Three strains of rohu were spawned within one day of each other in 2020. The generation-three multiplier (G3-multiplier) and control strains were spawned on the 9th of July at the WorldFish Carp Genetic Improvement Program (WFCGIP) facility, near Jashore, Bangladesh. Families contributing to the G3-multiplier and control strains were generated as part of routine genetic improvement activities (Hamilton et al., 2022). Families were made and maintained in separate upwelling hatching jars with mesh at the top to prevent the loss of eggs (i.e. one family per jar). Approximately 30 hours after hatching, fry from full-sib families were pooled to produce the G3-multiplier and control strains and transferred to hapas (i.e. nets) constructed of saree cloth (~300 μm mesh).
The ‘G3-multiplier strain’ was comprised of fish from 14 high-ranking full-sib families. The parents of these G3 families were selected on the basis of having a high estimated total additive genetic value – the sum of the estimated genetic group effect and estimated breeding value (EBV) (Wolak and Reid, 2017) – for harvest weight within the G2 positively-selected line. Furthermore, all parents were from different G2 families, to minimise relationships between individuals in the G3-multiplier and inbreeding in the progeny of the G3-multiplier (the expected level of inbreeding [Wright’s inbreeding coefficient; F] in the progeny of the G3-multiplier strain is 0.029).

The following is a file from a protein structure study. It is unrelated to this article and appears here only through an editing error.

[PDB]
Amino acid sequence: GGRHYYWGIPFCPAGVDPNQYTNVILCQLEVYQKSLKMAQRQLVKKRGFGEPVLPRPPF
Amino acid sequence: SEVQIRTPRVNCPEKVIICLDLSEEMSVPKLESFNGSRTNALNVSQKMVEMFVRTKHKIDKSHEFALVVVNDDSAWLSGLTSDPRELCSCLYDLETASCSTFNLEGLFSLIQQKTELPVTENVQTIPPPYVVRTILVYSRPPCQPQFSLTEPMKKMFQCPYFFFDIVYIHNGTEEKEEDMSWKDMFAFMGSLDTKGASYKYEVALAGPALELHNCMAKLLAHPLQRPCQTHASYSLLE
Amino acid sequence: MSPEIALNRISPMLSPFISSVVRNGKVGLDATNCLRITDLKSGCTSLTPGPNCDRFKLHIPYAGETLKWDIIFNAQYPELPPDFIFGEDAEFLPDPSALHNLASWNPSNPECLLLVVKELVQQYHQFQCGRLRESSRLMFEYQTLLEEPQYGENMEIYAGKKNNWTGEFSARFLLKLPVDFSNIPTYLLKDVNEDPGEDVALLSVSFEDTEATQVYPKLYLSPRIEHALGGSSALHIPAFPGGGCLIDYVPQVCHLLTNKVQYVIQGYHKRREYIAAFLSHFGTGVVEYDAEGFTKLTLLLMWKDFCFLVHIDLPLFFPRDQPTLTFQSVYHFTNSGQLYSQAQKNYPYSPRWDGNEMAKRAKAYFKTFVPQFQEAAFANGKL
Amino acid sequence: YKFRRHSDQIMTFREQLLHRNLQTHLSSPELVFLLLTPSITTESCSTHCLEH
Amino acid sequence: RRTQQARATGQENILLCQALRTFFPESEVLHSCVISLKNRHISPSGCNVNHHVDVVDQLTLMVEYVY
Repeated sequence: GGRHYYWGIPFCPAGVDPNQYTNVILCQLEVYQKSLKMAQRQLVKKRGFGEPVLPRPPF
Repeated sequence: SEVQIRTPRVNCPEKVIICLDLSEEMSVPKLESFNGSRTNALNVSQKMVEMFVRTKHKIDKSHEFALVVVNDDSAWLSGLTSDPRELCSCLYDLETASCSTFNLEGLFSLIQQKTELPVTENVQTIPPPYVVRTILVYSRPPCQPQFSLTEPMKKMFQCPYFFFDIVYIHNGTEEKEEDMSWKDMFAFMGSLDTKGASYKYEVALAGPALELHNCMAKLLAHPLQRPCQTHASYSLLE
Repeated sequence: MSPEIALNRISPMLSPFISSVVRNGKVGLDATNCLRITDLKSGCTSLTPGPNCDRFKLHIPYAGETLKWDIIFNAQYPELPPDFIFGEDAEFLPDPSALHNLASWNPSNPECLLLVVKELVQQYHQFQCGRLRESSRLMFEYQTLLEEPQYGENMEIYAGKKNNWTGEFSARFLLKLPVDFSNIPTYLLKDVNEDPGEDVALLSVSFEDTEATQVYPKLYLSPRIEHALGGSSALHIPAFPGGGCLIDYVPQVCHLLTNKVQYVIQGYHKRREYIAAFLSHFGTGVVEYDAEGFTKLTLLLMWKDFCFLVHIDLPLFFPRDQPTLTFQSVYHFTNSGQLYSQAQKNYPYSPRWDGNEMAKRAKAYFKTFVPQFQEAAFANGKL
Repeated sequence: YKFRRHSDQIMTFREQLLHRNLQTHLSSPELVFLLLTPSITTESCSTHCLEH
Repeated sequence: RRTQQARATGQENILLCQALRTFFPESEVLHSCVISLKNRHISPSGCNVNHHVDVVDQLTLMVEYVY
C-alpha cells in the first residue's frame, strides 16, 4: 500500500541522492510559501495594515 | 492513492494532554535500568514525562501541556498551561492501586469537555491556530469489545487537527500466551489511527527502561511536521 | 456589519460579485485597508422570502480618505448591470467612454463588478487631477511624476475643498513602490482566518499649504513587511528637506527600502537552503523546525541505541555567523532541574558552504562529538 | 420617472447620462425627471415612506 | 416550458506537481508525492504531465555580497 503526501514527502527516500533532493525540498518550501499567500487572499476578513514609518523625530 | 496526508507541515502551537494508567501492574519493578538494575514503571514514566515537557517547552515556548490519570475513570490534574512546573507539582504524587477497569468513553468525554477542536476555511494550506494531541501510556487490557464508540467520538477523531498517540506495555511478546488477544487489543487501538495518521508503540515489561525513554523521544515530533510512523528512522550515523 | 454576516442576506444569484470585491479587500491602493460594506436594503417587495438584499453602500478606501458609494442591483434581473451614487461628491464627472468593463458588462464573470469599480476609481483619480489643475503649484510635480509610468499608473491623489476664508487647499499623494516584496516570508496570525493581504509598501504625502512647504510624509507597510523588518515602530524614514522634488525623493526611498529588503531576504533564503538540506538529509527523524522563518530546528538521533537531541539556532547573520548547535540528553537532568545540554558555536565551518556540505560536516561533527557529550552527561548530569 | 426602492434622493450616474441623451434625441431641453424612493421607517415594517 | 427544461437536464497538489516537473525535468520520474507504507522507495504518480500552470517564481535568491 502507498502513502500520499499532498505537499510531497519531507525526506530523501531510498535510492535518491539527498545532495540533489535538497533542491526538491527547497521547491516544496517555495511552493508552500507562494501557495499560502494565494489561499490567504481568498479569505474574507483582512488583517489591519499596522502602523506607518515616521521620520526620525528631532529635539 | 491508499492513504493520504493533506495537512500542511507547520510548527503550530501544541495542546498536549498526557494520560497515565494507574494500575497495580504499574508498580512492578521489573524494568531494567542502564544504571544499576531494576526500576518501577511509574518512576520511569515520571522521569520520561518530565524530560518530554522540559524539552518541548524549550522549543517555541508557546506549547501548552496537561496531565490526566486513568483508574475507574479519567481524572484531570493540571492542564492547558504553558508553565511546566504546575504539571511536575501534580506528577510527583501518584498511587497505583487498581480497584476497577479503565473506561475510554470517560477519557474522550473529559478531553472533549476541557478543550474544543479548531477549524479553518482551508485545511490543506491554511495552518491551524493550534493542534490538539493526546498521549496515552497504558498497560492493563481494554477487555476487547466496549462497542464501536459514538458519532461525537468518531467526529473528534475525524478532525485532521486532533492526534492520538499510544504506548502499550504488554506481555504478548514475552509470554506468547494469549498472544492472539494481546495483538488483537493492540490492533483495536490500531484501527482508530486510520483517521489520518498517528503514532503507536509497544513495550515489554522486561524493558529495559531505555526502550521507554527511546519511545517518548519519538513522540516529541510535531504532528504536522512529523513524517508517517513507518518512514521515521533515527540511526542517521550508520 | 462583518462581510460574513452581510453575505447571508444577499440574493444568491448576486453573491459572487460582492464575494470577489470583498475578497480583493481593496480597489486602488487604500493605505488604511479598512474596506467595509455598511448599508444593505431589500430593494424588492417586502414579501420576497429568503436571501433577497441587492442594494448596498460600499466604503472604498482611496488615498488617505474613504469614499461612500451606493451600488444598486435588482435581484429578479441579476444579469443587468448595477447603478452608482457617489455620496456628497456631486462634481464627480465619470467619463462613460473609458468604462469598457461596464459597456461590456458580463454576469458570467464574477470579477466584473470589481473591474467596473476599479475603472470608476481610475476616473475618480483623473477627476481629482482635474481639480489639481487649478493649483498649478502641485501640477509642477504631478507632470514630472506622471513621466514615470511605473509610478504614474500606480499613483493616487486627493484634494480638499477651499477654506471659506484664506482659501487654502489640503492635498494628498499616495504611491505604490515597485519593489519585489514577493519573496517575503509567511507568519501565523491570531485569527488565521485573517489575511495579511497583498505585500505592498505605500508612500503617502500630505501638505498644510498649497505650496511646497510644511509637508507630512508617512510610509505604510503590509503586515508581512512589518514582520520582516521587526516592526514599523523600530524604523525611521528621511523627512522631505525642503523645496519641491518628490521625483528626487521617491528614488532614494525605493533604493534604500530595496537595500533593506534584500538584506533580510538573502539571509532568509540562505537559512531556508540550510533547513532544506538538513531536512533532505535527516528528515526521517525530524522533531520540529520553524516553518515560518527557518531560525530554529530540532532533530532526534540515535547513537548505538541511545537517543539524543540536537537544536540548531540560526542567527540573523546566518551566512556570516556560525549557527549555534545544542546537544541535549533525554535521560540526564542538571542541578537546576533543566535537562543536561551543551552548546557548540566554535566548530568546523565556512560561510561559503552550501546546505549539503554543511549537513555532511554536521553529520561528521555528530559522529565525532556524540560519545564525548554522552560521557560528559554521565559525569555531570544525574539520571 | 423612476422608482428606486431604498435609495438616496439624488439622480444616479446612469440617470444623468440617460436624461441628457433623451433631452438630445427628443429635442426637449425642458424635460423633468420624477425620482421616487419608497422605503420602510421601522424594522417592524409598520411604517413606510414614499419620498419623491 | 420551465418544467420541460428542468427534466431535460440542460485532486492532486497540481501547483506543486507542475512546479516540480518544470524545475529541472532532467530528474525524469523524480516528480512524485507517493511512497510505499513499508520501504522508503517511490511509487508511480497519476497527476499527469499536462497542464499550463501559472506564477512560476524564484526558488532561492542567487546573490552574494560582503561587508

The ‘control strain’ was comprised of fish from six full-sib families in the WFRGIP G3 control line and parents were selected on the basis of having an estimated total additive genetic value for harvest weight close to zero. Accordingly, the control strain is putatively genetically equivalent to the WFRGIP base population, which was spawned from river-sourced founders (Hamilton et al., 2019b; Hamilton et al., 2022).
The ‘commercial strain’ was spawned one day earlier than the G3-multiplier and control strains by a well-regarded commercial spawn producer. The commercial strain was derived from a mass spawning of five males and five females – the genetic relationships between these parents was unknown. The commercial strain was transported to the WorldFish Carp Genetic Improvement (WFCGIP) facility at five days of age. Upon arrival, the commercial strain was held in a separate pond to the G3-multiplier and control strains to allow observation and screening for key pathogens, before being transferred to nursing hapas at eleven days of age.
Fish were nursed in suspended hapas according to a randomized complete block design with 18 replicates (i.e. 54 hapas in total). Hapas were of the same dimensions as those used for routine family nursing in the WFRGIP (5.2 x 1.8 x 0.9 m) and each hapa was initially stocked with 1.5 g of hatchlings (Hamilton et al., 2022). Hapas were regularly cleaned and mesh size was progressively increased over the nursing phase – initially to mosquito netting (~1.4 mm; at 39-40 days of age) and ultimately to polyfilament netting (~5 mm; at 61-63 days of age). Once large enough (at 164-175 days of age), fingerlings were tagged with passive integrated transponder (PIT) tags and communally reared in a single pond.